It's only function is to measure the amount of energy consumed and report back to your supplier. It's fairly standard for the In House Display to not work properly. I think only one out of the four houses I have them in show any kind of meaningful information relating to the cost of energy being used. The IHDs don't work with time of use energy tariffs. There's no consistency with what information they give. One of mine can show daily, weekly, monthly and annual kWh usage if I scroll through it. The others don't have that information.
    The actual smart meter itself gives access to some very good electric tariffs but they only save money if people are willing to change their usage to outside the peak times. They don't reduce consumption and if people don't shift usage can make those time of use tariffs very expensive.

  • icon

    Until EPCs measure what they are supposed to - energy efficiency not cost, until EPCs are consistent & fair, until the Govt actually publishes its plans, I will simply carry on doing what I have always done - updating & improving my properties where I can & selling those that no longer make financial sense to keep.

  • icon

    While council tenants live in appalling conditions in substandard homes leaking energy and emissions in vast quantities the energy efficiency of the rapidly reducing private sector continues to be of increasingly less significance
    We now hear of the admission that the government and shelter have been working together to decimate private housing as they can no longer keep it a secret
    We expect the evidence to leak out of the manipulation of regulation and taxes to discriminate in favour of the large corporate landlords and drive out families to surface fairly soon

    On a more positive note for those who wish to upgrade their properties ,although we don't have a tame solicitor to give us the benefit of their extensive building qualification to advise us ,we are fortunate in having the expertise of a local fishmonger to share their construction expertise and they are happy to show us how to scale up our efficiency I understand his expertise in waterproofing foundations in floodplains is particularly noteworthy his work in designing the foundations for Atlantis is legendary

  • icon

    Jo. I am not sure about this North South divide.
    Isn’t S.24 the same for all Private landlords taxed on Mortgage Repayments.
    Yes property is cheaper up North you could get a house for £200 / 250k, one house in the South will cost you as much as 3 in the North but the rents isn’t 3 times as much ?.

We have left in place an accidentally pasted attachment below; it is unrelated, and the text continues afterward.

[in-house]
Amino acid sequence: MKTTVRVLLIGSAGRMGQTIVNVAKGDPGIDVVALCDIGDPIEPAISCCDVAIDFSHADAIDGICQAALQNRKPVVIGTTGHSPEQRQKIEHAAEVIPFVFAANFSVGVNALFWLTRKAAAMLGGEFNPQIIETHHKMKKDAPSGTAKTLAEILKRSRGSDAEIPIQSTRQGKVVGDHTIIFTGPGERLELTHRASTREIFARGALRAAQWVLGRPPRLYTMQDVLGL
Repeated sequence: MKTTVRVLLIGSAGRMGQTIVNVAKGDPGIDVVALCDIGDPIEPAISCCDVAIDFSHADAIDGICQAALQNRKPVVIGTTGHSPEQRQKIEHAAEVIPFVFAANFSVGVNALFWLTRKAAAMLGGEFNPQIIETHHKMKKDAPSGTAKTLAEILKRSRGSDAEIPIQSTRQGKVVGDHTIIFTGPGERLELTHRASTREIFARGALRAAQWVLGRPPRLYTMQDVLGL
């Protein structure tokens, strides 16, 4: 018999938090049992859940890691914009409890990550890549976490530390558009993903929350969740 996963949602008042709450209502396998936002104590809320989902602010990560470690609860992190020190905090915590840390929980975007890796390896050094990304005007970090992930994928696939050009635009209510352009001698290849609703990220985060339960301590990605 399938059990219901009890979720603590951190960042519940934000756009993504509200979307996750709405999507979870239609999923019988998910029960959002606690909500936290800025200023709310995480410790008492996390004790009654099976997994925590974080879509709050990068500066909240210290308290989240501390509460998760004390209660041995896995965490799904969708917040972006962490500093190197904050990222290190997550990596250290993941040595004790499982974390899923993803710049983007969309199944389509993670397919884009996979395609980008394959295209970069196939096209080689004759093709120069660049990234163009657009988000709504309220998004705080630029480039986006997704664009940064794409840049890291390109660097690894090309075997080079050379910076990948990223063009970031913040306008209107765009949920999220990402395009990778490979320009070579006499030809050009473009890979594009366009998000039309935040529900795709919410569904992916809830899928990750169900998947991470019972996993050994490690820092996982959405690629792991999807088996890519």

So pound for pound better value in the North, also if you have trouble with the one house it’s big trouble where as if you had the 3 and got trouble you still have the income from other 2, many people have moved up North, students also trying to get into Universities up there for cheaper living.
    Sometimes their Parents buy a property for this purpose not much chance of this in the South


    Section 24 only affects people when their taxable income exceeds £50K. As rents are higher in the South Southern landlords are more likely to exceed £50K with a combination of their day job or pension plus rent. Allowable costs are going to be broadly the same regardless of location (insurance, safety checks, letting fees, etc). The purchase price is much higher in most of the South so the necessary mortgage is also likely to be much higher.
    Just a quick look on Rightmove shows within a 5 mile radius of Newcastle there are numerous 3 bedroom houses for less than £100K and rents are around £600 or £700 a month. Within 5 miles of Southampton a 3 bed is at least £225000 and rents start at around £1100 a month. In the South East the costs will be higher.
    So for the amount a Southern landlord needs as a deposit a Northern landlord can virtually pay for an entire house, which then removes Section 24 anyway.

    While you're totally right about 3 houses being less of a problem if one tenant is trouble, from an EPC upgrade point of view the costs will be 3 times higher. Three lots of insulation, 3 central heating systems, etc.

  • icon

    What a load of old cobblers this article is, £74000 to upgrade, who plucked that daft figure out of the air.

  • icon

    Whilst the idea of the EPC Rating being increased for rental properties, is by itself laudable, the underlying problem is how the EPC Value is determined, and there being no sense applied in the improvements requred.

    As "William Williams" pointed out in his comment, to achieve a C rating he has to have floor insulation installed. He could have this done, but then when he comes to having his EPC redone (Every ten years) then the assessor my choose to not include any improvement as, "They had not seen it being done".